New Issue Brief: Drug Shortages Demand Congressional Action
Greater FDA accountability and collaboration with partners abroad will address chronic scarcities
New York, NY – The number of drug shortages in the U.S. is at an all-time high, with 152 ongoing shortages listed by the FDA, exceeding previous records. In a new issue brief, Manhattan Institute senior fellow Randall Lutter illustrates why this crisis is even worse than it appears, why Congress should respond to it, and how it can fruitfully do so.
While market economics dictate that drug shortages should self-correct—with excess demand incentivizing increased supply—Lutter identifies the factors that have made drug shortages a chronic problem. These include government regulations on the entry of new competitors and manufacturing practices, pressure on pharmaceutical companies to avoid any semblance of opportunism, and insufficient information about the drug shortages for those who would otherwise seek reform. He also analyzes the efforts of both Democrats and Republicans to address the issue, explaining why they have fallen short.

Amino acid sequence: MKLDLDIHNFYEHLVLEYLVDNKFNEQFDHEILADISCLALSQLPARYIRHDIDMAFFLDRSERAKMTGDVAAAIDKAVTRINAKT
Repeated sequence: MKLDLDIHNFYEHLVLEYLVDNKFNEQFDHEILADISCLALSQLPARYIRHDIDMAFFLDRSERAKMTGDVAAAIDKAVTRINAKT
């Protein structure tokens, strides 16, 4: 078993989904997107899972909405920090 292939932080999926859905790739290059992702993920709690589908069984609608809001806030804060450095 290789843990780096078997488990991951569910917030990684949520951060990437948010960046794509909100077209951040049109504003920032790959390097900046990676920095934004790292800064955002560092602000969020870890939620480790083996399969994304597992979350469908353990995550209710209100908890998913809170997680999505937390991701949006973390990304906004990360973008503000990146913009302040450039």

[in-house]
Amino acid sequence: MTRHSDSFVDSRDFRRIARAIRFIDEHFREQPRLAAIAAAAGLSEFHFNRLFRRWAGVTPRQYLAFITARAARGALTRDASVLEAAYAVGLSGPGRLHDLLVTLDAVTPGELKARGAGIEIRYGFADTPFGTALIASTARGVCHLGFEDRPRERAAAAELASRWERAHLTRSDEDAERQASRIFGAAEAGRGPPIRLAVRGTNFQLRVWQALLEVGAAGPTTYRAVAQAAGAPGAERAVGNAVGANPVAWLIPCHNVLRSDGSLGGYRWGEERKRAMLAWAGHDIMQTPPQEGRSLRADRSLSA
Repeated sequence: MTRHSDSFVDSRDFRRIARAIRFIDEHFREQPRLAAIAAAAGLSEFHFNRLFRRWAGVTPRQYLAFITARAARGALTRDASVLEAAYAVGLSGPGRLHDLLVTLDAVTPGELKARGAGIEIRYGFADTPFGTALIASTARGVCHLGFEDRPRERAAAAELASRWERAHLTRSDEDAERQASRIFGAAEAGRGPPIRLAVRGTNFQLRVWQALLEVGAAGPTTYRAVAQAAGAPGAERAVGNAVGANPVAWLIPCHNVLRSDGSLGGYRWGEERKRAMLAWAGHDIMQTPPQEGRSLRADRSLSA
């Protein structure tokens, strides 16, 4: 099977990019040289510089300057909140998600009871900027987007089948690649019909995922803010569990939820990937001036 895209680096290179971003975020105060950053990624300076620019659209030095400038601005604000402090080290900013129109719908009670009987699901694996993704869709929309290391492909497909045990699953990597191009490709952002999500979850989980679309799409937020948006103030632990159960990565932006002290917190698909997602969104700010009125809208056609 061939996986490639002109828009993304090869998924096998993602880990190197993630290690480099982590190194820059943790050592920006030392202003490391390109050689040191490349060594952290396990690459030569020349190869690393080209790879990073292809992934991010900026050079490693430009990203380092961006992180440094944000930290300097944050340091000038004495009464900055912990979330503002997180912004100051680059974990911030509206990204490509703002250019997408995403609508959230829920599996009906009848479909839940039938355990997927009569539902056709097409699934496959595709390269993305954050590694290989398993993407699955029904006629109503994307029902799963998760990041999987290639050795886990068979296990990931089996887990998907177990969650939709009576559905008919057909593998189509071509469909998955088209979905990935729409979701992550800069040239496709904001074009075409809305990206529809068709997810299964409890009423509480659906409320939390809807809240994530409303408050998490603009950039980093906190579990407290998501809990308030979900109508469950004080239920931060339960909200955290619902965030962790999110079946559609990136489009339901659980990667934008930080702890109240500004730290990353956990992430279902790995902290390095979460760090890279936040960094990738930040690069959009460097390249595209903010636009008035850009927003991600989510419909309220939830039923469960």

Lutter places a spotlight on the U.S. Food and Drug Administration’s lack of a coherent definition of shortages and expresses doubts about the agency's effectiveness in managing them. He concludes with several avenues for Congress to address pharmaceutical shortages, including:
- Bolster FDA accountability: requiring an independent evaluation of the FDA's shortage identification and management programs.
- Rely on trusted allies: formalizing the importation of foreign pharmaceuticals to address shortages, focusing on reliable trading partners.